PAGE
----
Rocket Lab’s Electron Rocket Sends Series of New CubeSats to Space

NASA Sends CubeSats to Space on First Dedicated Launch

Rocket Lab’s Electron rocket lifts off from Launch Complex 1 for the NASA ELaNa19 mission. Credit: Trevor Mahlmann/Rocket Lab

A series of new CubeSats now are in space, conducting a variety of scientific investigations and technology demonstrations, following the launch Sunday of Rocket Lab’s first mission for NASA under a Venture Class Launch Services (VCLS) contract.

An Electron rocket lifted off at 1:33 a.m. EST (7:33 p.m. NZDT) from the company’s launch complex on the Mahia Peninsula in New Zealand, marking the first time CubeSats have launched for NASA on a rocket designed specifically for small payloads.

“With the VCLS effort, NASA has successfully advanced the commercial launch service choices for smaller payloads, providing viable dedicated small launch options as an alternative to the rideshare approach,” said Jim Norman, director of Launch Services at NASA Headquarters in Washington. “This first mission is opening the door for future launch options.”

At the time of the VCLS award in 2015, launch opportunities for small satellites and science missions were limited to ridesharing — flying only when space was available on other missions. Managed by NASA’s Launch Services Program at Kennedy Space Center in Florida, VCLS awards are designed to foster a commercial market where SmallSats and CubeSats could be placed in orbits to get the best science return.

This mission includes 10 Educational Launch of Nanosatellites (ELaNa)-19 payloads, selected by NASA’s CubeSat Launch Initiative. The initiative is designed to enhance technology development and student involvement. These payloads will provide information and demonstrations in the following areas:

  • CubeSat Compact Radiation Belt Explorer (CeREs) — High energy particle measurement in Earth’s radiation belt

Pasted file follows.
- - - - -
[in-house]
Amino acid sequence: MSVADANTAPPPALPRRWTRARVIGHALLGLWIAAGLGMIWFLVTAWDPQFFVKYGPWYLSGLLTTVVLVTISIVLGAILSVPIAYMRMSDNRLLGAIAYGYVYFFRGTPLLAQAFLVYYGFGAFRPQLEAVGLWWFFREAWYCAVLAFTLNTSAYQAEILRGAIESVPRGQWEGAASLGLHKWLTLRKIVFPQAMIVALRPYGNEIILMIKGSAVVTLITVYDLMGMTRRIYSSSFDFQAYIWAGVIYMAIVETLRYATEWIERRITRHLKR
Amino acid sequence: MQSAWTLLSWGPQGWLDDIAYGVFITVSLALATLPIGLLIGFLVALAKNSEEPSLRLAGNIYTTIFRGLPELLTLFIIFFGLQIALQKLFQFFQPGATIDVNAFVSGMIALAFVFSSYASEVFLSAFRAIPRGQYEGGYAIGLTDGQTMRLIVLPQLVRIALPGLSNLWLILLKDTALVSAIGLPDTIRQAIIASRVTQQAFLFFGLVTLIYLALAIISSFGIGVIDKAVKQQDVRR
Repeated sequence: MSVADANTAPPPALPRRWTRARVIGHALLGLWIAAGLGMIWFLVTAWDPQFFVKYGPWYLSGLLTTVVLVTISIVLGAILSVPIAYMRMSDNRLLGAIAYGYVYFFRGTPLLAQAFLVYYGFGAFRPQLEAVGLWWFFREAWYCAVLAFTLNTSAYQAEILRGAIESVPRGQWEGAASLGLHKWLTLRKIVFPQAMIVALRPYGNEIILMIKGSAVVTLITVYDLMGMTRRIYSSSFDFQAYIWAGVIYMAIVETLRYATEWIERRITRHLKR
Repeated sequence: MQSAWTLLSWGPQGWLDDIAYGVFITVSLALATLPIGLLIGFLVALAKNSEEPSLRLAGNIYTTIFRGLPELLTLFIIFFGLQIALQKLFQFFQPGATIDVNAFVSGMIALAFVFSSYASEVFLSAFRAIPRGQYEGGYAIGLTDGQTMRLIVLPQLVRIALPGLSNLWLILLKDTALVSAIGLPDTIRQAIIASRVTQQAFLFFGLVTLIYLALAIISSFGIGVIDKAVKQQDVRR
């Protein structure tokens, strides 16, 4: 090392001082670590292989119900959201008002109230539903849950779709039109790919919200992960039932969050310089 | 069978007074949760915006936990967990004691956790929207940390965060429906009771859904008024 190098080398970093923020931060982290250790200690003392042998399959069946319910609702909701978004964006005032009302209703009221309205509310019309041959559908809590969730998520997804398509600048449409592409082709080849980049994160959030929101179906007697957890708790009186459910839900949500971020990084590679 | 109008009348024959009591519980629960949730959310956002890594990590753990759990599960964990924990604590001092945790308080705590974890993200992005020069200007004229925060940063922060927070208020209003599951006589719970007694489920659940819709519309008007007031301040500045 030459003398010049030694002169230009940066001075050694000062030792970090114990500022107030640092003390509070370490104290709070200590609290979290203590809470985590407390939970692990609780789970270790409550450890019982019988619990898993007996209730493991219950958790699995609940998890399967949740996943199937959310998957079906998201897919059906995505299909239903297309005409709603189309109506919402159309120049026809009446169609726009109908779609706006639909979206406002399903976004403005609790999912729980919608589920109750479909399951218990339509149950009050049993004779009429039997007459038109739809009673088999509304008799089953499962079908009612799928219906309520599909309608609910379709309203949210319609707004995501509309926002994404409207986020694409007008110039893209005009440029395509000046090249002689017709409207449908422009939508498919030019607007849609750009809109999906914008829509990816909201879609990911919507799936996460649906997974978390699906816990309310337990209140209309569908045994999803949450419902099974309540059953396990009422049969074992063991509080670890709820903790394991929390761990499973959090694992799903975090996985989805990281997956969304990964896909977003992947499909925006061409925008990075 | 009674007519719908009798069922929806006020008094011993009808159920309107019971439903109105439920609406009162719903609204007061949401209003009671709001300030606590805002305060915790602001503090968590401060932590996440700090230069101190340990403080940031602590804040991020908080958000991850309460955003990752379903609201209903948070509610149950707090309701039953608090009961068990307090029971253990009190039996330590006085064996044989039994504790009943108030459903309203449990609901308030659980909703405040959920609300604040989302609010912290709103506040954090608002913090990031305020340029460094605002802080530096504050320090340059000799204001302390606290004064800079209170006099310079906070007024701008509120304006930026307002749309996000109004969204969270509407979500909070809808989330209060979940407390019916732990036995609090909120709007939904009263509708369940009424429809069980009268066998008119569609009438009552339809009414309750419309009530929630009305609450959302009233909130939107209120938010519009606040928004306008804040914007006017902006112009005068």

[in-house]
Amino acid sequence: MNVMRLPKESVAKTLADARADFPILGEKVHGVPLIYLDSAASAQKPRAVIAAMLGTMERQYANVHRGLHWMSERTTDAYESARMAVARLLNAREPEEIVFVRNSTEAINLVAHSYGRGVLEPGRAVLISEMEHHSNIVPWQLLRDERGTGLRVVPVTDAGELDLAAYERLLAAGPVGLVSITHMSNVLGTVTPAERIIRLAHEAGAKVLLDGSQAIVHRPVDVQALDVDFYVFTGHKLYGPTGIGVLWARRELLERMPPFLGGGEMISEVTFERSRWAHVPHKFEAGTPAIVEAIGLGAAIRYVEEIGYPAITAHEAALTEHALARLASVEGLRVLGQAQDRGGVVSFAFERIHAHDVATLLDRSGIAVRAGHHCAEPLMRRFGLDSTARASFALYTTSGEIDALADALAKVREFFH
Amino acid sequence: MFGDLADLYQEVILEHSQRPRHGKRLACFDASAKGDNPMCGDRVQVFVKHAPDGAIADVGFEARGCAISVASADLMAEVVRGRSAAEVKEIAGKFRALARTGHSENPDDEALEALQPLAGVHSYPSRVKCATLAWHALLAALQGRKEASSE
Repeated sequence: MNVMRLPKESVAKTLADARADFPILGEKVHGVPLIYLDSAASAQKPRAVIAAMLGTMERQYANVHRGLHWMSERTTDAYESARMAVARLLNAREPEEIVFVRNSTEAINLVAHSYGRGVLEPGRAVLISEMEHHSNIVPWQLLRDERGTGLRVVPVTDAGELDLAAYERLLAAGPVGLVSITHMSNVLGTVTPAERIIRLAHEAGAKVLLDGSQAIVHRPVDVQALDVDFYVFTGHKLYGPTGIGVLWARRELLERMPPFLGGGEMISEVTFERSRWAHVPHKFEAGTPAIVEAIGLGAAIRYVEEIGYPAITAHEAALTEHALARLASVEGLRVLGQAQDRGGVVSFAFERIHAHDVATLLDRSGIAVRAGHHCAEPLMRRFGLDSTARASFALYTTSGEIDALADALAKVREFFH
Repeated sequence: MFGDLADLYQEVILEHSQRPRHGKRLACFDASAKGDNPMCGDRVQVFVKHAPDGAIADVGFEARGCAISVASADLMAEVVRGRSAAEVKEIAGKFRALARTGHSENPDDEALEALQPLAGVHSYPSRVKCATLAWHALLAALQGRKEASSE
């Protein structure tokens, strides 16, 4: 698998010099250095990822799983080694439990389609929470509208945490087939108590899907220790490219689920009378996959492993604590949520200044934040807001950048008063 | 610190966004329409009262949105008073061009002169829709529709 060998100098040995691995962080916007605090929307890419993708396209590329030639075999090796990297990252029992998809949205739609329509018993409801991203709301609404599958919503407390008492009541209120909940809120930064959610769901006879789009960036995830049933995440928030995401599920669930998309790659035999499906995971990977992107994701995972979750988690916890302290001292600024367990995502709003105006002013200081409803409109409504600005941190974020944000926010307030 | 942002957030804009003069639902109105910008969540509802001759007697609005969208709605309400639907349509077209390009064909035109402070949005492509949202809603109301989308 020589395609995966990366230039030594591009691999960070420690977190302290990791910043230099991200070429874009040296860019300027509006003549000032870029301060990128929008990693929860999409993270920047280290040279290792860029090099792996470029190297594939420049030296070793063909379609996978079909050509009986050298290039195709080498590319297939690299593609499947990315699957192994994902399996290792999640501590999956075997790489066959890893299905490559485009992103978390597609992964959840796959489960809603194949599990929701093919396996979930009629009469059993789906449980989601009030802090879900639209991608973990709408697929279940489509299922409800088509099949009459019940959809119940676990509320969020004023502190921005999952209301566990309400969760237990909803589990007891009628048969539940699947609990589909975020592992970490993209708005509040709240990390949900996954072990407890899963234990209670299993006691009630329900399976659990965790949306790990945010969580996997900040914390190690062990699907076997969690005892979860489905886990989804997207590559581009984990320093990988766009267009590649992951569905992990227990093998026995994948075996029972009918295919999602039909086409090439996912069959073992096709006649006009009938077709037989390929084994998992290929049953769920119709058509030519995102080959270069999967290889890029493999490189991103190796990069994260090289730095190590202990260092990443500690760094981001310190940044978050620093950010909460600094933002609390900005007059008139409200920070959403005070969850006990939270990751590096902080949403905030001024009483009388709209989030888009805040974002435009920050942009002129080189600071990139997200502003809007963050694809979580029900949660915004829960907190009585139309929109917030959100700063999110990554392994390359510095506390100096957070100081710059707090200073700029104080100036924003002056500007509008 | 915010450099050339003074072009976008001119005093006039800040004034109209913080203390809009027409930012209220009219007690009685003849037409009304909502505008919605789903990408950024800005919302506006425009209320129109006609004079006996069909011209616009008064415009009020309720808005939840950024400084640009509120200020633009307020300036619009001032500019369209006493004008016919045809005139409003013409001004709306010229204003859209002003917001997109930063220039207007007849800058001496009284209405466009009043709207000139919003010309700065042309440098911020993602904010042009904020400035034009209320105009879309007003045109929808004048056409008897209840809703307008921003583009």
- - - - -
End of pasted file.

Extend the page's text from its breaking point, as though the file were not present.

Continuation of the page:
• Simulation-to-Flight 1 (STF-1) — Software condensing to support CubeSat implementations
  • Advanced Electrical Bus (ALBus) — Advances in solar arrays and high-capacity batteries
  • CubeSat Handling Of Multisystem Precision Time Transfer (CHOMPTT) — Navigation plans for exo-planetary implementation
  • CubeSail — Deployment and control of a solar sail blade
  • NMTSat — Magnetic field, high altitude plasma density
  • Rsat — Manipulation of robotic arms
  • Ionospheric Scintillation Explorer (ISX) — Plasma fluctuations in the upper atmosphere
  • Shields-1 — Radiation shielding
  • DaVinci — High School to Grade School STEM education

“Low-cost launch services to enable expanded science from smaller satellites are now a reality.  NASA’s Earth Venture program and indeed our entire integrated, Earth-observing mission portfolio will benefit greatly from the ability to launch small satellites into optimal orbits, when and where we want them,” said Dr. Michael Freilich, Director of Earth Science at NASA Headquarters in Washington.  “Our partnership with LSP on the VCLS effort is helping both NASA and the commercial launch sector.”

CubeSats are small satellites built in standard units of 10 cm x 10 cm x 10 cm (4 in x 4 in x 4 in), or in configurations of two, three, or six units. These small satellites play a valuable role in the agency’s exploration, technology, educational, and science investigations, including planetary exploration, Earth observation, and fundamental Earth and space science. They are a cornerstone in the development of cutting-edge NASA technologies like laser communications, satellite-to-satellite communications, and autonomous movement.

NASA will continue to offer CubeSats an opportunity to hitch a ride on primary missions in order to provide opportunities to accomplish mission objectives, and expects to announce the next round of CubeSats for future launches in February 2019.

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